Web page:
As this statement implies, TRIMS is knowledge based. It uses expert knowledge, best practices, and the expertise of systems engineers and subject matter experts to define its risk identification and assessment capabilities. The leading Knowledge Base for TRIMS is that for Systems Engineering. This Knowledge Base was not developed overnight; it required several years of research and analysis of how programs evolved, where they went wrong and why, and what were the critical processes involved in system development, production, and testability. This is true in both the Systems Engineering and Software Engineering versions of TRIMS and to a lesser extent in other versions.
Thus, the task to incorporate an I&I Knowledge Base into TRIMS will require an investigation into what the key I&I knowledge elements are. I&I knowledge elements will include some systems engineering processes and practices but will be predominantly new information specific to the I&I community. The methodology to incorporate new knowledge into TRIMS is well established, but the process for a new area such as I&I requires a significant level of effort to gather and properly formulate the information into a categorized I&I Knowledge Base.
The TRIMS engine is built on a framework developed from research into the issues that affect programs as they proceed from inception to completion. To produce a new TRIMS the framework is populated to suit the specific area of interest (e.g., Software or I&I). The information contained in a completed TRIMS package comprises three basic levels, namely Categories, Templates, and Questions. Developing a TRIMS capability consists of gathering expert knowledge and posing it in the form of a Knowledge Base from which Templates and Questions can be developed. In practice, TRIMS is developed once for each type of effort (such as I&I) and then tailored for specific program applications.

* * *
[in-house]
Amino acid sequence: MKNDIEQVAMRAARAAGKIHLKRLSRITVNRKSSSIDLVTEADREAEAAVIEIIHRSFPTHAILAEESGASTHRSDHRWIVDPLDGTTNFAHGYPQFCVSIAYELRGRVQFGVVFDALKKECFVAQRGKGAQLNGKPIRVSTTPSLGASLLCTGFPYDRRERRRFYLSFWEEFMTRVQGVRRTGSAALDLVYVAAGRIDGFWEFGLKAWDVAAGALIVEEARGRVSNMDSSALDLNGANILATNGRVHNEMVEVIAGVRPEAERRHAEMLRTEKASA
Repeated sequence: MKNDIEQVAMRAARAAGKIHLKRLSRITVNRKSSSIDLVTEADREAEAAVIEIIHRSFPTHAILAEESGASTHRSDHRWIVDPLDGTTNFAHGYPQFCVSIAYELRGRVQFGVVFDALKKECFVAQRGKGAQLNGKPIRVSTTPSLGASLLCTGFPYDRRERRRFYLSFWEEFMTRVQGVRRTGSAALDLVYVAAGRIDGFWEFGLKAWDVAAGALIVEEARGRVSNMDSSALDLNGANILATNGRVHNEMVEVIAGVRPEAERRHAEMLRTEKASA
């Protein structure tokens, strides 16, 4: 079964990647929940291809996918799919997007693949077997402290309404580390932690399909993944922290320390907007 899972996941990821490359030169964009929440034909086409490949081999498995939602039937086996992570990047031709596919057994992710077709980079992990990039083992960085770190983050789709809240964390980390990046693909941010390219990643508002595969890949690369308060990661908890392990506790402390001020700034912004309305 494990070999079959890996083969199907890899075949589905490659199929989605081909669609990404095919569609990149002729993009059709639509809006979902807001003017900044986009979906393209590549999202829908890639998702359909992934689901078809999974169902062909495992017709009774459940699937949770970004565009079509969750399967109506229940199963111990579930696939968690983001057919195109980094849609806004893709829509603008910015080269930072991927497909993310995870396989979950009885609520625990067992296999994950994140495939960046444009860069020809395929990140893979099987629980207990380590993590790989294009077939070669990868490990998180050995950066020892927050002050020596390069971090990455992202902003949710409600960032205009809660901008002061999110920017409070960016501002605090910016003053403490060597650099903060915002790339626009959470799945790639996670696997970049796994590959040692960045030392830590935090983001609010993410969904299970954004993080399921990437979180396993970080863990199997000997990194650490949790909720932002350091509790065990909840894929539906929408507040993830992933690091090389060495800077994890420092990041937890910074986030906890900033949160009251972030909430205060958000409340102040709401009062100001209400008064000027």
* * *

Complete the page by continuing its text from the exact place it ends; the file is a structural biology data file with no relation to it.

Currently no TRIMS package exists for I&I. Thus, one must be developed from "scratch." The development process consists of building the hierarchical structure described above, namely Categories, Templates, and Questions. Before developing that structure, however, a Knowledge Base of specific I&I information must be developed. Populating TRIMS can then be done in the order of the hierarchy, from the top down; but it will be iterative in the Template and Question levels. That is, an initial set of Categories and Templates can be developed and then populated with Questions while further data gathering provides input for augmenting and refining the Template and Question set. A more detailed description of the process for developing an I&I TRIMS is given in Section 3 of this document.